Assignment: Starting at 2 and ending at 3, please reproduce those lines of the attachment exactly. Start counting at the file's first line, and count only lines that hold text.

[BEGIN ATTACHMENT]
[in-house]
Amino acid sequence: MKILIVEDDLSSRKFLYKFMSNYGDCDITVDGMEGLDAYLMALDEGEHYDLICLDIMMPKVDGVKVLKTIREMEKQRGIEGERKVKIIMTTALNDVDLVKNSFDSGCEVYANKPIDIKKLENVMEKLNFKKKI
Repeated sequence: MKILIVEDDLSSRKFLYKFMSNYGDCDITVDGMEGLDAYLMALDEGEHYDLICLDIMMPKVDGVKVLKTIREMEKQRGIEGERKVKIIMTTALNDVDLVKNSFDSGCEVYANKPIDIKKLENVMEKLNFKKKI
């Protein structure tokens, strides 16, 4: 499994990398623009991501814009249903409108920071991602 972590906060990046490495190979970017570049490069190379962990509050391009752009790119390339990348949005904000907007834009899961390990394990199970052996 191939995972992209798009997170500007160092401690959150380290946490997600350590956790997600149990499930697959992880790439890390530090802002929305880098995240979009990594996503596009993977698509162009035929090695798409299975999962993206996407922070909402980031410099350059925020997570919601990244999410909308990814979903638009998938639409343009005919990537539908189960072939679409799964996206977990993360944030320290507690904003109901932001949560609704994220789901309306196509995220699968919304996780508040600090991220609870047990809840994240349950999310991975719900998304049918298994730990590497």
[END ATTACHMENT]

Amino acid sequence: MKILIVEDDLSSRKFLYKFMSNYGDCDITVDGMEGLDAYLMALDEGEHYDLICLDIMMPKVDGVKVLKTIREMEKQRGIEGERKVKIIMTTALNDVDLVKNSFDSGCEVYANKPIDIKKLENVMEKLNFKKKI
Repeated sequence: MKILIVEDDLSSRKFLYKFMSNYGDCDITVDGMEGLDAYLMALDEGEHYDLICLDIMMPKVDGVKVLKTIREMEKQRGIEGERKVKIIMTTALNDVDLVKNSFDSGCEVYANKPIDIKKLENVMEKLNFKKKI